As summer slowly merges into autumn, parts of the British countryside come alive with colour. Here are a few places that we think are particularly spectacular in September
Keswick, Lake District
Nestled within the craggy mountains of The Lake District is the bustling market town of Keswick. The town offers many traditional British pubs, top class restaurants and quirky shops, while still retaining its quaint, traditional feel.
Running adjacent to Keswick is Derwentwater, one of the region’s stunning lakes. Dotted along the lake are piers for Derwentwater’s ‘launches’: boats that ferry passengers up and down the lake.
A great viewpoint to see Derwentwater from is Friar’s Crag. It is incredibly easy to access, just a short walk from Keswick, and provides stunning views across Derwentwater. There’s great walking territory at nearby Buttermere, Haystacks and, for more adventurous explorers, a climb to the top of Cat Bells.
Chatsworth House, in Derbyshire, is an incredible place, enriched with art, history and the astonishing beauty of the surrounding landscape. As autumn progresses and the leaves begin to turn, Chatsworth’s honey-coloured stone facade looks more splendid than ever.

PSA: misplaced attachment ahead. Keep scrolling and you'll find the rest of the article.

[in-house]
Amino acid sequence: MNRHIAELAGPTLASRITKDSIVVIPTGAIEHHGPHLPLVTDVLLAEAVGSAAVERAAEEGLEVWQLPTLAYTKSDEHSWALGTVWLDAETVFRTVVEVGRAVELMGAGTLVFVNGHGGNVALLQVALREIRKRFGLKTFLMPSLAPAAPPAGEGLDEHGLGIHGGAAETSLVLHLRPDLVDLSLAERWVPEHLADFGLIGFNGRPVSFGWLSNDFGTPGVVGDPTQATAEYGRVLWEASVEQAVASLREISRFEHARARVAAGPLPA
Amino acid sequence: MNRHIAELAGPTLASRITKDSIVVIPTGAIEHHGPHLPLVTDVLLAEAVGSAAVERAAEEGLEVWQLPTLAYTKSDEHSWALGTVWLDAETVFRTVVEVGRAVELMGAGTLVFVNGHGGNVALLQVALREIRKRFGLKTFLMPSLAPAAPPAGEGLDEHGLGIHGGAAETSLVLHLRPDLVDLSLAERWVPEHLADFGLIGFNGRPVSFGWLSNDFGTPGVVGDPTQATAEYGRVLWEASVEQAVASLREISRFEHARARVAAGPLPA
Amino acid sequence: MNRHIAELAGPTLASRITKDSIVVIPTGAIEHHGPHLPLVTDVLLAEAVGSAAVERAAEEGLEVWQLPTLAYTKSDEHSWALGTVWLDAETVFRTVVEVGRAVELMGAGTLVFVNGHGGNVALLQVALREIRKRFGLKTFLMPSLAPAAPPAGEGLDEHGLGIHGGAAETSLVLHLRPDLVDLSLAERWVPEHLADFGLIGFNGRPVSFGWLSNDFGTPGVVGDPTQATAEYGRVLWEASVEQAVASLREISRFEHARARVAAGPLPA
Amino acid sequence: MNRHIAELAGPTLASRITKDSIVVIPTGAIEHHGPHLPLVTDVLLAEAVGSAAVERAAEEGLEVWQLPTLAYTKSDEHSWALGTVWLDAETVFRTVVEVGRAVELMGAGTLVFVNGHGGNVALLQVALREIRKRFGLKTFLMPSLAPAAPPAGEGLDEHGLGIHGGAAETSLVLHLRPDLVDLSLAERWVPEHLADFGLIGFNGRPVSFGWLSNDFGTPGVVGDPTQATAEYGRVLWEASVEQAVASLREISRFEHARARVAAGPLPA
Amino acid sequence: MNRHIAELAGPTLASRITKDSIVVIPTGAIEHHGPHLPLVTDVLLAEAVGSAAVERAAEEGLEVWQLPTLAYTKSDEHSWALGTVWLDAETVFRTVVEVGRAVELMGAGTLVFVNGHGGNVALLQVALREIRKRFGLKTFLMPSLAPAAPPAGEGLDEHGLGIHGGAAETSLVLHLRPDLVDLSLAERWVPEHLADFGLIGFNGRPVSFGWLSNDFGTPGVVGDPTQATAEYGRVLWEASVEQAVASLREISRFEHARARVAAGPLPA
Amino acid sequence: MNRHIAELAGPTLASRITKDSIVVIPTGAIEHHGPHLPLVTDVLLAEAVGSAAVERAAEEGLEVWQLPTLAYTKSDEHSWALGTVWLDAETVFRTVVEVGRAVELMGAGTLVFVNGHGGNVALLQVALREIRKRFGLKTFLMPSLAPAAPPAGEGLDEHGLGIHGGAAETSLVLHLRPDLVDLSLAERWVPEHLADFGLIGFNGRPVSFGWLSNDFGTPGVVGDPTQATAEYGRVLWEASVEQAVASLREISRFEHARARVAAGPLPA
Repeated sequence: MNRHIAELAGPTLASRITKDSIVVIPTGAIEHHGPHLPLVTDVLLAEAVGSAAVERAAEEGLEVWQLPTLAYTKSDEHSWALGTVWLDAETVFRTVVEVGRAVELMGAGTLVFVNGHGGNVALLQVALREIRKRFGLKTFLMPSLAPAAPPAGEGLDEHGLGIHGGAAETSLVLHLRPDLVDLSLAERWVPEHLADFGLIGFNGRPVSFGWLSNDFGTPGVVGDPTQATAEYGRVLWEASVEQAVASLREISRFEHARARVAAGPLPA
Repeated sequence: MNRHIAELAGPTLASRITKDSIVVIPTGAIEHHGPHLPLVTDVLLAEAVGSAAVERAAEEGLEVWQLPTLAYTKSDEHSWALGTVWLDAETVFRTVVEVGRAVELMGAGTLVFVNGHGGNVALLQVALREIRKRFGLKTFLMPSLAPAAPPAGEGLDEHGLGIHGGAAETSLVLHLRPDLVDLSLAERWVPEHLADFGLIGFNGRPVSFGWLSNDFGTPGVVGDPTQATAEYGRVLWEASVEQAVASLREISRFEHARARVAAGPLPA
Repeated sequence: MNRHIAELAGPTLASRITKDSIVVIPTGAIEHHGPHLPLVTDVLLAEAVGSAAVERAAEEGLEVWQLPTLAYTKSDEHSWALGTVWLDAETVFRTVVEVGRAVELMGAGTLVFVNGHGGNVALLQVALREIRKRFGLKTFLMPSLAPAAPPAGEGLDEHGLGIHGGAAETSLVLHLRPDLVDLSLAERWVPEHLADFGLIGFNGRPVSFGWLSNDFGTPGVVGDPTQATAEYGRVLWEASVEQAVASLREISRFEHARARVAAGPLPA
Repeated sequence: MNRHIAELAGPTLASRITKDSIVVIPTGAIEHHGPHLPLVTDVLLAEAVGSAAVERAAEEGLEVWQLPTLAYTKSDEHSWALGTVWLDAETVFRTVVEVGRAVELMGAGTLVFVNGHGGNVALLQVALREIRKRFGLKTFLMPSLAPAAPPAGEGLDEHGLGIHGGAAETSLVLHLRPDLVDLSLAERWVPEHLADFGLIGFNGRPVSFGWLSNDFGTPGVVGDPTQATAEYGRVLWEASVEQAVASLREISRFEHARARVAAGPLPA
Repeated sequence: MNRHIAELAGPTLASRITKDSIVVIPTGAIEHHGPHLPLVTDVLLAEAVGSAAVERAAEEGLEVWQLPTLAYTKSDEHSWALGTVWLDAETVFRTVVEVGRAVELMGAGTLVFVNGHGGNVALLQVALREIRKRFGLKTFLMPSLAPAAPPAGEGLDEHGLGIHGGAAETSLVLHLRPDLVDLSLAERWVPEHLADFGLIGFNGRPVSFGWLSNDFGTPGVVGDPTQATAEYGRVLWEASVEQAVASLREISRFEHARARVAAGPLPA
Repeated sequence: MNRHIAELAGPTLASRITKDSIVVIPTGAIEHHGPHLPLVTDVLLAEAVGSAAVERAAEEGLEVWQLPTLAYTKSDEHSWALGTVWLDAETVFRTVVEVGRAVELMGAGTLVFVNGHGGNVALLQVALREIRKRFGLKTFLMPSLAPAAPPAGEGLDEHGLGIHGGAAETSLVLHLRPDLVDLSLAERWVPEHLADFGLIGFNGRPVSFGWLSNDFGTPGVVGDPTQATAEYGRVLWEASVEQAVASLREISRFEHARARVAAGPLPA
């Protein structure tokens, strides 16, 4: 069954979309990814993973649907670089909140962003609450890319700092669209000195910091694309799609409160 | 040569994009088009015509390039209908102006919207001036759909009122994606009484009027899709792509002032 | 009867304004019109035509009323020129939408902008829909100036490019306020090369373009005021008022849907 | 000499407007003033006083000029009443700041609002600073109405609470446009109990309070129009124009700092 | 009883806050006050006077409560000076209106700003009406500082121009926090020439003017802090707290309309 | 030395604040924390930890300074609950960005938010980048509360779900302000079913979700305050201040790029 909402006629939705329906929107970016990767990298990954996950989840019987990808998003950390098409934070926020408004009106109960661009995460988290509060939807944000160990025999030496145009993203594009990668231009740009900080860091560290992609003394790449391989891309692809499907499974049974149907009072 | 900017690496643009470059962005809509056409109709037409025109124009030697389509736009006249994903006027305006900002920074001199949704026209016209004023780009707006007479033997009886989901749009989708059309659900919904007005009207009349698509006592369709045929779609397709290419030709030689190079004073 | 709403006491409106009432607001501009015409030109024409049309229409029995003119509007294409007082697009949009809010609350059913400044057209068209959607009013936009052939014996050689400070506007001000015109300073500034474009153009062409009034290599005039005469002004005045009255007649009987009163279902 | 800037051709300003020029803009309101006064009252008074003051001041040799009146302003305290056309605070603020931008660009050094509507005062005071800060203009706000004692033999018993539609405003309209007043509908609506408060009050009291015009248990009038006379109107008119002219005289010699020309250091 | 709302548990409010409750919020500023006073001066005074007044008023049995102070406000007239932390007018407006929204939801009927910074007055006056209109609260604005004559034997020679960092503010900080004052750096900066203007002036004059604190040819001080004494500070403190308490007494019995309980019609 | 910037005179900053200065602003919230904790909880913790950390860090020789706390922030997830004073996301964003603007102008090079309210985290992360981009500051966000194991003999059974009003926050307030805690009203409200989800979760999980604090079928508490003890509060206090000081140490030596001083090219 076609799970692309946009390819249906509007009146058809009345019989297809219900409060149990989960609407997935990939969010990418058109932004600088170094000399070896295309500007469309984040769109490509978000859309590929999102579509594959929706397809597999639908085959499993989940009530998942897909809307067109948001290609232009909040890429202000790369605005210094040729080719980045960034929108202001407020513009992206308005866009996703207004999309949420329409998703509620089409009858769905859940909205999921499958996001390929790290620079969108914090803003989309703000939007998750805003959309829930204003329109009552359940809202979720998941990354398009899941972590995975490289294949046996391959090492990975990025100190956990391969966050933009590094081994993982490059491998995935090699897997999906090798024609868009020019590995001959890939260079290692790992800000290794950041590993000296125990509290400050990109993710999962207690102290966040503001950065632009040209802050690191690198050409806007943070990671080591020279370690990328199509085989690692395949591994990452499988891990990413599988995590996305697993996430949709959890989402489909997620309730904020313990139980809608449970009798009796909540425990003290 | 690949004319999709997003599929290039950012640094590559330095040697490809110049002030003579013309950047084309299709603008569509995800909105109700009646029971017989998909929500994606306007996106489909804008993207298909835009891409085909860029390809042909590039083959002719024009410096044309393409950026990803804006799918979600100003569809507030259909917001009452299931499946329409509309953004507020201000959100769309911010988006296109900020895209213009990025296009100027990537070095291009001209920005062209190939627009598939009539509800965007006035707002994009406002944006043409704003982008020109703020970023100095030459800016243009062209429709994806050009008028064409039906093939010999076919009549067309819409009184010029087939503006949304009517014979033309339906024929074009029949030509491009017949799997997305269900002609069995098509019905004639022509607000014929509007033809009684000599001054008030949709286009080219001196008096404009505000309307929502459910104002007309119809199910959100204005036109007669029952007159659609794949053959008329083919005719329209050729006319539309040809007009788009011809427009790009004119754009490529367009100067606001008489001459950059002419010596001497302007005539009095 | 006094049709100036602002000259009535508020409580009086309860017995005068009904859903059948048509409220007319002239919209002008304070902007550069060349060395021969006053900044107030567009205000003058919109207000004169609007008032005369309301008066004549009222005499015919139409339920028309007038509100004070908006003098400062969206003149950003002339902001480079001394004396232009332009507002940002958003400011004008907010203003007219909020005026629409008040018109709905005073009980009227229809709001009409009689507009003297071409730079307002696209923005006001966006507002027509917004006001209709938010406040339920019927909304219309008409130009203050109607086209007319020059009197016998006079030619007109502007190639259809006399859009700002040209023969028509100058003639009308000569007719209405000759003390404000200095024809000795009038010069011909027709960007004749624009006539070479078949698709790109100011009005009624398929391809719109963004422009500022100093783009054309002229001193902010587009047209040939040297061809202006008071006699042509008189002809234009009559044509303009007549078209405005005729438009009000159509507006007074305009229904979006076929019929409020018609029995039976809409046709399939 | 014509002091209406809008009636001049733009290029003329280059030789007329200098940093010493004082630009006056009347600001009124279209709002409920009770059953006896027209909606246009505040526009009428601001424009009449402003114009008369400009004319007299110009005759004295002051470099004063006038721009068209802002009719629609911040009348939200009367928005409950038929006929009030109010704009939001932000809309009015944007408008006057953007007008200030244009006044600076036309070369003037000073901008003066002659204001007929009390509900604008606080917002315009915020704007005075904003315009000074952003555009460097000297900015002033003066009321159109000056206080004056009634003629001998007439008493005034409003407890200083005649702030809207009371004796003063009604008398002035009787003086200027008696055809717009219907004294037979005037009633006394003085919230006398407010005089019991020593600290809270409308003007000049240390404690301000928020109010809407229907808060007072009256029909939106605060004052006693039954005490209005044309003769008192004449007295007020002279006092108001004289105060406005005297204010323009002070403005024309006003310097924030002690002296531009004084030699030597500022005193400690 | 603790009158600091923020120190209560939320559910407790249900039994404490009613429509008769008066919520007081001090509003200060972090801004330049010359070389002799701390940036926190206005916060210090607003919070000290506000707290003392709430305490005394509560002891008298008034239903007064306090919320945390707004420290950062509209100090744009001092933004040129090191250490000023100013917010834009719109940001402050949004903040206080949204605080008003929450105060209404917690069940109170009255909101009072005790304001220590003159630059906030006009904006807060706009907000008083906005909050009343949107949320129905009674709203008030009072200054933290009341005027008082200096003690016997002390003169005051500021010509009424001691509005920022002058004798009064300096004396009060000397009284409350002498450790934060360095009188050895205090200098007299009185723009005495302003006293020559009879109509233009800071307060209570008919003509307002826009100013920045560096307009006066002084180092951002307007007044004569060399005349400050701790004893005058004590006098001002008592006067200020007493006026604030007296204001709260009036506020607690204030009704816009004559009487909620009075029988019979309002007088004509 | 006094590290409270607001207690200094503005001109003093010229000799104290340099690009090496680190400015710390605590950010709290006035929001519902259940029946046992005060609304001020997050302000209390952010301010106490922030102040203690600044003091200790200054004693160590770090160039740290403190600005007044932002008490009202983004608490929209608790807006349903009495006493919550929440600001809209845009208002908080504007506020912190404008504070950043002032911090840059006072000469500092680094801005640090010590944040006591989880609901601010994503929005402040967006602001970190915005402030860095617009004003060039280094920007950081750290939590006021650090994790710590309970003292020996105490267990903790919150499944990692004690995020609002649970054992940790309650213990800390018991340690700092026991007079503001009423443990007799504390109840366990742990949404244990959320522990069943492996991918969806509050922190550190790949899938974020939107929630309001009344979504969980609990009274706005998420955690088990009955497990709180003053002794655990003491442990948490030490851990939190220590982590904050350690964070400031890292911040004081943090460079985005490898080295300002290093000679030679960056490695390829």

From the 20th to the 22nd of September, Chatsworth hosts the Chatsworth Arts Festival. The Festival is inspired by the Duke and Duchess of Devonshire’s passion for art, and will host special guests from the worlds of art, design and architecture.
The Glenfinnan Viaduct was constructed in 1897 and is situated in a spectacular part of the Scottish Highlands. Most famous for its appearance in the Harry Potter films, the viaduct is part of a train line running from Fort William to Mallaig.
As the leaves begin to turn, the glorious landscape of Glenfinnan glows with soft oranges and rusty reds. The rich colours of the landscape are intensified and brilliantly contrasted with the cool hues of Loch Shiel: a landscape that can be enjoyed with the background noise of the steam train as it glides across the viaduct and through the valley.
The River Wharfe, Yorkshire
With the sun streaming through warm red-and-orange-coloured leaves and dancing across the river’s surface, at this time of year running water gains a mystical quality. One of the best things about the River Wharfe in Yorkshire is that it runs through the grounds of the striking Bolton Abbey. There is no better way to gain perspective on your life than here surrounded by history, tranquility and quiet.